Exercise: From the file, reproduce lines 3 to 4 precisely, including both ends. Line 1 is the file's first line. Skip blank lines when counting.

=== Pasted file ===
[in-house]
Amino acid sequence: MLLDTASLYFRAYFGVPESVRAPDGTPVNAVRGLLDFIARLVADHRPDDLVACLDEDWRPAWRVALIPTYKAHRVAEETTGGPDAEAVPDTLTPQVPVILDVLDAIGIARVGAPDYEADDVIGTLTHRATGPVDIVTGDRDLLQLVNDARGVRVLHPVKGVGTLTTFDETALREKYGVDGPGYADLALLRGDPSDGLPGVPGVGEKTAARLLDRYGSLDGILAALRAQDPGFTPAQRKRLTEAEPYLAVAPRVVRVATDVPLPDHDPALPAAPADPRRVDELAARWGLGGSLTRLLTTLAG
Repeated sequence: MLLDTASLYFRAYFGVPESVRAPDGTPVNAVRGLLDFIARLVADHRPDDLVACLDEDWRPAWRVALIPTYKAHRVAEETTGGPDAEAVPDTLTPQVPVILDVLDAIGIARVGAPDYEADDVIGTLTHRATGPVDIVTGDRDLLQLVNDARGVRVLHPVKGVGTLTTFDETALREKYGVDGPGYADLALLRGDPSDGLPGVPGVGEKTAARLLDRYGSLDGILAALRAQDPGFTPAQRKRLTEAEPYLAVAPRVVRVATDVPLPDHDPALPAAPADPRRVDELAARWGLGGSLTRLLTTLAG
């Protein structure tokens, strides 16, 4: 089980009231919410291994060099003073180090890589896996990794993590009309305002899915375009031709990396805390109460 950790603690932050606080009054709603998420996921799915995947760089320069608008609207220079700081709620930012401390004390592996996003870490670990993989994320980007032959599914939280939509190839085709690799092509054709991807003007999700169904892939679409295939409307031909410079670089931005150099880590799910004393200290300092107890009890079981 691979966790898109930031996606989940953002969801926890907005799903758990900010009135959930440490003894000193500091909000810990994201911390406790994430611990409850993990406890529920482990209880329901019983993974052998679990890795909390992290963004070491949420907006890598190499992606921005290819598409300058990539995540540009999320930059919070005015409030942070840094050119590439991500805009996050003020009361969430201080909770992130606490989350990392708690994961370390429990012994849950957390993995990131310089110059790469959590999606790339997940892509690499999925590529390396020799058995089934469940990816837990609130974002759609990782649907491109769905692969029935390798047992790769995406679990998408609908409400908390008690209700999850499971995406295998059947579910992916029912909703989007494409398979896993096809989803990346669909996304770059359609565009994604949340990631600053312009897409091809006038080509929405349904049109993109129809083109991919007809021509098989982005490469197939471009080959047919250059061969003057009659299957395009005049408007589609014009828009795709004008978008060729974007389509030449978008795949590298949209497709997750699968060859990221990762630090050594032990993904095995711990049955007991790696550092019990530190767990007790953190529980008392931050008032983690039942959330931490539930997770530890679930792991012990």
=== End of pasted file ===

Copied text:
Repeated sequence: MLLDTASLYFRAYFGVPESVRAPDGTPVNAVRGLLDFIARLVADHRPDDLVACLDEDWRPAWRVALIPTYKAHRVAEETTGGPDAEAVPDTLTPQVPVILDVLDAIGIARVGAPDYEADDVIGTLTHRATGPVDIVTGDRDLLQLVNDARGVRVLHPVKGVGTLTTFDETALREKYGVDGPGYADLALLRGDPSDGLPGVPGVGEKTAARLLDRYGSLDGILAALRAQDPGFTPAQRKRLTEAEPYLAVAPRVVRVATDVPLPDHDPALPAAPADPRRVDELAARWGLGGSLTRLLTTLAG
């Protein structure tokens, strides 16, 4: 089980009231919410291994060099003073180090890589896996990794993590009309305002899915375009031709990396805390109460 950790603690932050606080009054709603998420996921799915995947760089320069608008609207220079700081709620930012401390004390592996996003870490670990993989994320980007032959599914939280939509190839085709690799092509054709991807003007999700169904892939679409295939409307031909410079670089931005150099880590799910004393200290300092107890009890079981 691979966790898109930031996606989940953002969801926890907005799903758990900010009135959930440490003894000193500091909000810990994201911390406790994430611990409850993990406890529920482990209880329901019983993974052998679990890795909390992290963004070491949420907006890598190499992606921005290819598409300058990539995540540009999320930059919070005015409030942070840094050119590439991500805009996050003020009361969430201080909770992130606490989350990392708690994961370390429990012994849950957390993995990131310089110059790469959590999606790339997940892509690499999925590529390396020799058995089934469940990816837990609130974002759609990782649907491109769905692969029935390798047992790769995406679990998408609908409400908390008690209700999850499971995406295998059947579910992916029912909703989007494409398979896993096809989803990346669909996304770059359609565009994604949340990631600053312009897409091809006038080509929405349904049109993109129809083109991919007809021509098989982005490469197939471009080959047919250059061969003057009659299957395009005049408007589609014009828009795709004008978008060729974007389509030449978008795949590298949209497709997750699968060859990221990762630090050594032990993904095995711990049955007991790696550092019990530190767990007790953190529980008392931050008032983690039942959330931490539930997770530890679930792991012990």